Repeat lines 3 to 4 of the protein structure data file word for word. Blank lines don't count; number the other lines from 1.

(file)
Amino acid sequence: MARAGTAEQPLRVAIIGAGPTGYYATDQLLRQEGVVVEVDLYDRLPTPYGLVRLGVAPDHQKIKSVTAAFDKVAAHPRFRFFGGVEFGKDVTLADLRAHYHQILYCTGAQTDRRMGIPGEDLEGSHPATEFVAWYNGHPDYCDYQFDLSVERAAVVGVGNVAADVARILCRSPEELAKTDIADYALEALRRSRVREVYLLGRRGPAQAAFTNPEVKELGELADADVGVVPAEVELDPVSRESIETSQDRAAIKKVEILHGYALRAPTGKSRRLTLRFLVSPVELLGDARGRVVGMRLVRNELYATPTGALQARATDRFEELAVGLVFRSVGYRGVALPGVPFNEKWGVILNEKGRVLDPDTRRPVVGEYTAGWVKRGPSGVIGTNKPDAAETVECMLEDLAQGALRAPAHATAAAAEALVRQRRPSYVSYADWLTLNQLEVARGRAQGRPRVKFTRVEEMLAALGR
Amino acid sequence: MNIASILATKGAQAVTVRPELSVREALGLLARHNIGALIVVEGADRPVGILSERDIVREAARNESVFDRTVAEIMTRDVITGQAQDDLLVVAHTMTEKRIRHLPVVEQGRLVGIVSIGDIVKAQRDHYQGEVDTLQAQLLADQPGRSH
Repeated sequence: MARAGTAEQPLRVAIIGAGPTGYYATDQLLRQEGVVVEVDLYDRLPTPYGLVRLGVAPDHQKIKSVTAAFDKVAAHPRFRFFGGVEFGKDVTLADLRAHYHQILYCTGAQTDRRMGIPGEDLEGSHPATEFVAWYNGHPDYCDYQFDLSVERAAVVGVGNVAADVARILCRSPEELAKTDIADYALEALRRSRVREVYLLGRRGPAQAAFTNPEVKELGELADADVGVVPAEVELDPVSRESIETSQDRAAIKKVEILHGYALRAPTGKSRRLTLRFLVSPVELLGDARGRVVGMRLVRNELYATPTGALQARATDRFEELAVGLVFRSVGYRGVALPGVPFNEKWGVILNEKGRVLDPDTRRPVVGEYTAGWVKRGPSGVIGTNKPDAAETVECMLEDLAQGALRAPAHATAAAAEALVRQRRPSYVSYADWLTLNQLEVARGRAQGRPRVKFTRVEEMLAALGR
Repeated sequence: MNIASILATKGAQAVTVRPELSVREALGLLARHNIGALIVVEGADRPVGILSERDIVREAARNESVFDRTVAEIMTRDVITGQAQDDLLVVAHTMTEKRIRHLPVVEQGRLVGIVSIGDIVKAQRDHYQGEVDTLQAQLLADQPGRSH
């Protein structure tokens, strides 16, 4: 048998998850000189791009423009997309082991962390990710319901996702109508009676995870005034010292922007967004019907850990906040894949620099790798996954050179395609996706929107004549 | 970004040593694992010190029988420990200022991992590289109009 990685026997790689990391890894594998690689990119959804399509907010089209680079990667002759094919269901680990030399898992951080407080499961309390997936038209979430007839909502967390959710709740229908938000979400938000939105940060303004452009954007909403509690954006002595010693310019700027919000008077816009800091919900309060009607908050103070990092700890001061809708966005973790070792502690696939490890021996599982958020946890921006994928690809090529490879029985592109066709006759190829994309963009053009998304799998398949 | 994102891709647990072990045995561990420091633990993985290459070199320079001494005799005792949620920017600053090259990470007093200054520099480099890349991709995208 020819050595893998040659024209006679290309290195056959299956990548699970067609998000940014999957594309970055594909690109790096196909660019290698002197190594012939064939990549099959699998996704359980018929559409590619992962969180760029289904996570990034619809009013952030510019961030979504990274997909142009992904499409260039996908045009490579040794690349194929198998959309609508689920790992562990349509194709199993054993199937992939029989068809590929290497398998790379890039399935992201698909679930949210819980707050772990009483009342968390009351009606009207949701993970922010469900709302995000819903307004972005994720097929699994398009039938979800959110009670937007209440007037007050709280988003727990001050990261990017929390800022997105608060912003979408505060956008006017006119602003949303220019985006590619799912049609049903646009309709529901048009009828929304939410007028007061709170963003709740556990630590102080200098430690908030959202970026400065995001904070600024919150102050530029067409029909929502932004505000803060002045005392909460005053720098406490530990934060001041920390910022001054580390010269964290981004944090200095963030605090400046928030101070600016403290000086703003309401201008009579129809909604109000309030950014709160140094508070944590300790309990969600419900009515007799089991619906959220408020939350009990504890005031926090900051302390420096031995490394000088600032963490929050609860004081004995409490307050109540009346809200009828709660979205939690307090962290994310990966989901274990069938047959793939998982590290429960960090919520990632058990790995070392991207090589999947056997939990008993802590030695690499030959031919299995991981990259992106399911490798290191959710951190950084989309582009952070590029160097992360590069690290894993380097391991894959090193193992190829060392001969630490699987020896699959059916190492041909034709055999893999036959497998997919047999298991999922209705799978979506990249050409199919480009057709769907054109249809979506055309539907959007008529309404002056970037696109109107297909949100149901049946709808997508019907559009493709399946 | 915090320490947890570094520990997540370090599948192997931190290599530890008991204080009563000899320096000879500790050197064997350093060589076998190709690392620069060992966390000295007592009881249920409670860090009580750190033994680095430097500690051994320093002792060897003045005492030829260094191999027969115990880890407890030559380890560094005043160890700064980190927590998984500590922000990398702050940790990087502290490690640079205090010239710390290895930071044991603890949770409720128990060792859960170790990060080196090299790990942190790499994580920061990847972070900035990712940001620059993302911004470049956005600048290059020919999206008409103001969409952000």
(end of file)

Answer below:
Repeated sequence: MARAGTAEQPLRVAIIGAGPTGYYATDQLLRQEGVVVEVDLYDRLPTPYGLVRLGVAPDHQKIKSVTAAFDKVAAHPRFRFFGGVEFGKDVTLADLRAHYHQILYCTGAQTDRRMGIPGEDLEGSHPATEFVAWYNGHPDYCDYQFDLSVERAAVVGVGNVAADVARILCRSPEELAKTDIADYALEALRRSRVREVYLLGRRGPAQAAFTNPEVKELGELADADVGVVPAEVELDPVSRESIETSQDRAAIKKVEILHGYALRAPTGKSRRLTLRFLVSPVELLGDARGRVVGMRLVRNELYATPTGALQARATDRFEELAVGLVFRSVGYRGVALPGVPFNEKWGVILNEKGRVLDPDTRRPVVGEYTAGWVKRGPSGVIGTNKPDAAETVECMLEDLAQGALRAPAHATAAAAEALVRQRRPSYVSYADWLTLNQLEVARGRAQGRPRVKFTRVEEMLAALGR
Repeated sequence: MNIASILATKGAQAVTVRPELSVREALGLLARHNIGALIVVEGADRPVGILSERDIVREAARNESVFDRTVAEIMTRDVITGQAQDDLLVVAHTMTEKRIRHLPVVEQGRLVGIVSIGDIVKAQRDHYQGEVDTLQAQLLADQPGRSH